Regardless if you are renting or buying a home you will need home insurance.

Check to see whether your current policy transfers to your new home: if not, apply for a new policy. Luckily, Toronto is an extremely safe city, all things considered: crime is low, it’s not in a flood plain or on a faultline, and the weather doesn’t get much worse than the occasional blizzard.

Still, insurance is always a good idea, so check with a local provider to see what policies are recommended.


3 or More Weeks in Advance

If you want to have one, hold a yard sale or hire a company that will sell your items for you.

You have been packing so you will have created a group of items that you can arrange to sell or give away. Inquire about companies like Maxsold that will sell your items will very little effort on your part. They take a percentage yet the items are purchased and happily you don’t have to move them.

While you’re sorting out your belongings, put aside valuables and fragile things. You’ll want to take these things with you when you move, either on your person or in your checked luggage.

Start eating from the food in your freezer. This can make for some oddly matched meals, but it’s better than throwing the food away, right? And what better time to re-live your heady student days of Casserole a la Random Stuff?

Consider getting a newspaper subscription. We like the Globe and Mail and the National Post.

Adopt out your houseplants, especially if you’re moving from another country: you can’t take them with you. If you’re moving within Toronto, you can probably keep them, but make sure there’s space for them in your new home, and plan where they’ll go.


2 or More Weeks in Advance

Tie up loose ends.

Return all your library books, and give back everything you’ve borrowed from friends.

Pick up your dry-cleaning. Arrange for the cancellation of your telephone line (if you have one), power, gas, and mobile phone if necessary. Make sure you tie things up emotionally as well, especially if you’re attached to the place you’ll be leaving: spend some time walking around your current neighbourhood.

If you’re a regular at the café down the street and other neighbourhood hangouts stop in and say goodbye to the staff. Take photos of your favourite places to go, and make a little album in print or online to keep with you at your new home.

Sort out your banking. If you have a safe deposit box, take your belongings out and/or arrange for them to be transferred to your new bank

Plan your meals for your last few weeks in your home. Buy disposable (but biodegradable!) plates, bowls and utensils so that you can pack your dishes. Ideally, it’s a good idea to plan cold meals and/or meals at friends’ houses for the last week, so that you can pack all of your kitchen implements.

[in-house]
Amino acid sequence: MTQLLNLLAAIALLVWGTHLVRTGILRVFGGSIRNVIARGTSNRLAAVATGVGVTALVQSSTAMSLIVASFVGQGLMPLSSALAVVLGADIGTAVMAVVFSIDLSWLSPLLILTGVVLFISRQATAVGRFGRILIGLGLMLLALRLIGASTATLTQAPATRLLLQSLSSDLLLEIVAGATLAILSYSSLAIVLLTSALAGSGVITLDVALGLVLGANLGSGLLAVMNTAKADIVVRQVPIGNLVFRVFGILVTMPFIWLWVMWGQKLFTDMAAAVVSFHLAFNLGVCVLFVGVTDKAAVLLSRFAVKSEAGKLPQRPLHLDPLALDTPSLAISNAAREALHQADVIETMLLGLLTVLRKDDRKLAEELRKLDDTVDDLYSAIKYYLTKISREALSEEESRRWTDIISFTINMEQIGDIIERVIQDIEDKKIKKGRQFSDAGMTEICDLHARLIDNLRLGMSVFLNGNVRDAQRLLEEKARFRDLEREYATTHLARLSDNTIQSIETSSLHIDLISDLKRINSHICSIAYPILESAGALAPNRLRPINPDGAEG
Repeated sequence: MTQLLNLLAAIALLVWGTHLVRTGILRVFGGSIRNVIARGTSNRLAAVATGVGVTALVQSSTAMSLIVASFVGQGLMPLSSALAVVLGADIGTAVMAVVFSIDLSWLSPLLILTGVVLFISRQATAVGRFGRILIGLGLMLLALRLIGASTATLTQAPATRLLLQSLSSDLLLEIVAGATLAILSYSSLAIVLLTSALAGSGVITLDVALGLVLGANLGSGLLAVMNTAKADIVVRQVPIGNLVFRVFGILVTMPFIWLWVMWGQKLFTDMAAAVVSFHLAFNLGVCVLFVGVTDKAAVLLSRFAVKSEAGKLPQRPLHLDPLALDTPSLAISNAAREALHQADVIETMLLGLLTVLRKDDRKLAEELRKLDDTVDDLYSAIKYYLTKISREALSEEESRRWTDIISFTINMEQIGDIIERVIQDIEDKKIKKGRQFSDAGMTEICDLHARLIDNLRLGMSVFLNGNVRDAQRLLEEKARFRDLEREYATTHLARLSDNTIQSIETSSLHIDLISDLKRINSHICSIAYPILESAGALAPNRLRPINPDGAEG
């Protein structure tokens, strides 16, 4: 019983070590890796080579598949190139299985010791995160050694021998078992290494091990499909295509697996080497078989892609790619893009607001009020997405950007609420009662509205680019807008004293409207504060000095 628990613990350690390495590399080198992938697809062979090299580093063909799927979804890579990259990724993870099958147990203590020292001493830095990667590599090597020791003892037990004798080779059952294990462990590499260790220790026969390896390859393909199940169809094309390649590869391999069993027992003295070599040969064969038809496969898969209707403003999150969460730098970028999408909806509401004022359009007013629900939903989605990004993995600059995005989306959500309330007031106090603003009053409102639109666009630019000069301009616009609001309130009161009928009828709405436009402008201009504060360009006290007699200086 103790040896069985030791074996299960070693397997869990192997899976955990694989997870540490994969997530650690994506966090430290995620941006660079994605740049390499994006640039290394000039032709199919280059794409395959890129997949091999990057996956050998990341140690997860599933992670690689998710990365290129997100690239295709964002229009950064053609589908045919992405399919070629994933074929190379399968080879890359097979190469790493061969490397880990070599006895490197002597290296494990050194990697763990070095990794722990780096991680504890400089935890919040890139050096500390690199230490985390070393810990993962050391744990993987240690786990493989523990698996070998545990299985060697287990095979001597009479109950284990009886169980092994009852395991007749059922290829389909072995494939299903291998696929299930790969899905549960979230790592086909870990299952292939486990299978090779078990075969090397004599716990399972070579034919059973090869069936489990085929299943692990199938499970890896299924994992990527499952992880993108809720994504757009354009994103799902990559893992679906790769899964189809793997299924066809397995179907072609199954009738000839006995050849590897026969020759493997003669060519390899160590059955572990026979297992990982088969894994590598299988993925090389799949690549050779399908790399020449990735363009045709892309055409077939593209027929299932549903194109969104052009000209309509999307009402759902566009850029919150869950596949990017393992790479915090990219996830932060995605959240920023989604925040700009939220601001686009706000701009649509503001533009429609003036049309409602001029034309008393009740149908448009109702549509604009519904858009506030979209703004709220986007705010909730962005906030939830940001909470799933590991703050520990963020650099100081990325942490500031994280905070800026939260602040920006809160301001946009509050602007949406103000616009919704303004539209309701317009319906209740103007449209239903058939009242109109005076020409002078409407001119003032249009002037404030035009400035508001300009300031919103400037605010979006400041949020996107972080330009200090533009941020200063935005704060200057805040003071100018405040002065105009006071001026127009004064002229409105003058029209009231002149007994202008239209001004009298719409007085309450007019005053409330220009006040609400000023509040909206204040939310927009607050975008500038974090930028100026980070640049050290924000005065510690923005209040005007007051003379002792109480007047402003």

Print out important documents. In duplicate. Make sure that you have not one but two separate copies, kept in different places, of all of your important documents, both move-related and non. This may seem paranoid, but we always counsel our clients that it’s better to be safe than sorry!


1 or More Week in Advance

Send out change-of-address cards and/or emails.

Similarly, set up a mail-forwarding service with your local post office. If you have kids, ask a friend to help out with childcare on moving day.

Fill your prescriptions if necessary, especially if you don’t have a new family doctor lined up. If you will need prescription refills soon after you move, find the nearest pharmacy to your new address and ask your doctor to pre-arrange a refill or two.

Confirm all moving details with your moving company. A day or two before you move, pack your last essentials.


Moving Day

If you’ve hired a moving company to pack your things, supervise them, especially if you will be moving fragile or hard-to-pack objects. Enlist a friend to help on the day. Give them a note of your itinerary, just in case you need help on your way to your new home in Toronto, or in case of unforeseen circumstances.

Leave a note for the new tenants or owners. This should include your new address, in case they need to forward your mail, and your utility meter readings on move-out day.

Do a last survey. There’s always something hiding in a corner, or a closet, or in a cabinet. (Often, it’s the cat.) Make absolutely sure you’ve brought everything with you.

Say goodbye. Spend a few minutes reflecting on your life in your old home, and give yourself emotional closure.

Get excited. New home, here you come